With the early registration deadline for the International Federation of Agricultural Journalists’ congress in Canada only days away, now is the best time to decide if you’re attending. Of course, you can register after the early bird deadline, but it will cost an additional $200.
And even if I don’t get a call immediately after the congress for a chance at freelance work, I could very well receive a call sometime in the future, or could myself been looking for a freelancer in the months ahead. You never know for sure when it’s going to benefit you, but I feel it’s our job as freelancers to work at these gatherings to make sure we are a part of every opportunity.
The cost of a congress is a concern, and I agree that it holds merit. But think of the alternative. Lower cost accommodations, such as a university residence, could be considered. But that has its own set of complications. The congress time would be restricted to June, July or early August, a time when many people are on vacation with their families. And in many parts of the world, those months tend to bring warmer temperatures. Many university residences aren’t air conditioned. And it’s common for residences to request off season visitors bring their own linens. Is that any way to welcome visitors to our country?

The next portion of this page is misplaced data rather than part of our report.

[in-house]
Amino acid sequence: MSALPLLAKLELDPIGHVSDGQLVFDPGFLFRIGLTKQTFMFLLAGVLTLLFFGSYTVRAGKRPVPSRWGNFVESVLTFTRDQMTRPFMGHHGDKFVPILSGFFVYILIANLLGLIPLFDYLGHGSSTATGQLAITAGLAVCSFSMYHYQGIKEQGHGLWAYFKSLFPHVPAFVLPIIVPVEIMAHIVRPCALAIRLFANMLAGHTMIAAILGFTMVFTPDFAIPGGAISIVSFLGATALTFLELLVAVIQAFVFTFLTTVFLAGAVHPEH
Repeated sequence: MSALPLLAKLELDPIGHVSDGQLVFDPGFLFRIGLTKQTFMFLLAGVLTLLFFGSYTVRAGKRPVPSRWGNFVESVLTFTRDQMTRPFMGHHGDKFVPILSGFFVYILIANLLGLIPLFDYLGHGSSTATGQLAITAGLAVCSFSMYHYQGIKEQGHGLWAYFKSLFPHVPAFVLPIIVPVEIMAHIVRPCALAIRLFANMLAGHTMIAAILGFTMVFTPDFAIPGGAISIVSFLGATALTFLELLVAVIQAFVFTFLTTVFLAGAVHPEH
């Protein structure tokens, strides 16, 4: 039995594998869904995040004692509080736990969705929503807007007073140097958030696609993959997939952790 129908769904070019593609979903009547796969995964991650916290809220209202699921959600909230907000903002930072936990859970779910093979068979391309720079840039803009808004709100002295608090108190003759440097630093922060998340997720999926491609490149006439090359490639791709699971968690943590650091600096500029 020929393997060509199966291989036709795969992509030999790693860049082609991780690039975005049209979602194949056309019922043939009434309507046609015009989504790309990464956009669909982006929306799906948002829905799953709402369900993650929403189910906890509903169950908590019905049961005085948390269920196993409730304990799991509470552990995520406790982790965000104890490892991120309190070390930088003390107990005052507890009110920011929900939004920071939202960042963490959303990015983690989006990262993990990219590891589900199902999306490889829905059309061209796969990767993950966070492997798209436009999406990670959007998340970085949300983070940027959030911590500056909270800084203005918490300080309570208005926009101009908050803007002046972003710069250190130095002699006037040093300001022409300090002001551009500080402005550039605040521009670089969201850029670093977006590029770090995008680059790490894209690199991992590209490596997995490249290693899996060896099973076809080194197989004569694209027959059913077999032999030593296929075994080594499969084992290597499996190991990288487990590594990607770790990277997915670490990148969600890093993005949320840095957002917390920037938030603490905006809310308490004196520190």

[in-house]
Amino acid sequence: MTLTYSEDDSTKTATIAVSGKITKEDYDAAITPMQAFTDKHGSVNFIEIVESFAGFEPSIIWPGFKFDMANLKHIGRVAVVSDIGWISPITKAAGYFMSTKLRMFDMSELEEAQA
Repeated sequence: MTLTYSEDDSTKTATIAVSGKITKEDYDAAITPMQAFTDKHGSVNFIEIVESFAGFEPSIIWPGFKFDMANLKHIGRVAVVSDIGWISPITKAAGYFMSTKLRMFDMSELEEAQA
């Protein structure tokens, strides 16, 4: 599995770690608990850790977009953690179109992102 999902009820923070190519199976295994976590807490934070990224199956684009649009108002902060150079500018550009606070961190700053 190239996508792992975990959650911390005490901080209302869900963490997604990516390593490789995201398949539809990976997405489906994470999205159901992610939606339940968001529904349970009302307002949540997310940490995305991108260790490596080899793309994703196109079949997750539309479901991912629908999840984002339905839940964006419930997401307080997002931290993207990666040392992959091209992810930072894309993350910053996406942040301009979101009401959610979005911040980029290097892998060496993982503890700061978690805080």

The early registration cost for the IFAJ 2011 congress is $1,090, double occupancy. Sharing a room with someone you don’t know can often be a gamble, but if we’re looking at this to save money, it’s the best place to start. That price includes your hotel fee for six nights, all meals, bus transportation to farms and tickets to a dinner theatre event hotel fees. It’s certainly not a bare bones congress, but it isn’t lavish either. The hotel is modest — exactly what is to be expected of a conference of professionals.
And maybe that’s the key. As freelancers, we need to recognize the fact that we’re professionals. We’re entrepreneurs and we need to operate our businesses that way — including writing business plans, setting goals and budgeting for professional development and career boosting opportunities. I’ll be the first to admit that I haven’t always worked this way. For many of my 20 years as a freelancer, my business plan was “work like hell.” But over time, I grew tired of working just to keep my head above water. I felt the need to have career goals and feel a sense of professional accomplishment. It’s a never-ending evolution.
Every handshake at an IFAJ or guild congress is an opportunity for future work. It pays to be open to every chance we have to develop and grow our career, even if the upfront cost might hurt a little.